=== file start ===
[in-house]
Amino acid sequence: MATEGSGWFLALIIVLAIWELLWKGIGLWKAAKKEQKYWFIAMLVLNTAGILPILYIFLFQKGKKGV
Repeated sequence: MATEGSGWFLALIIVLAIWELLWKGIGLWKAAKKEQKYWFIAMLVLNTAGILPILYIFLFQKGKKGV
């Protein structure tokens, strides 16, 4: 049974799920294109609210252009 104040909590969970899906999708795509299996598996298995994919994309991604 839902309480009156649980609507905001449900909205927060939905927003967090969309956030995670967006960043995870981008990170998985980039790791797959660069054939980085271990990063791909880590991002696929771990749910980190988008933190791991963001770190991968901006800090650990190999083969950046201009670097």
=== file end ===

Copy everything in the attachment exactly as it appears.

[in-house]
Amino acid sequence: MATEGSGWFLALIIVLAIWELLWKGIGLWKAAKKEQKYWFIAMLVLNTAGILPILYIFLFQKGKKGV
Repeated sequence: MATEGSGWFLALIIVLAIWELLWKGIGLWKAAKKEQKYWFIAMLVLNTAGILPILYIFLFQKGKKGV
């Protein structure tokens, strides 16, 4: 049974799920294109609210252009 104040909590969970899906999708795509299996598996298995994919994309991604 839902309480009156649980609507905001449900909205927060939905927003967090969309956030995670967006960043995870981008990170998985980039790791797959660069054939980085271990990063791909880590991002696929771990749910980190988008933190791991963001770190991968901006800090650990190999083969950046201009670097």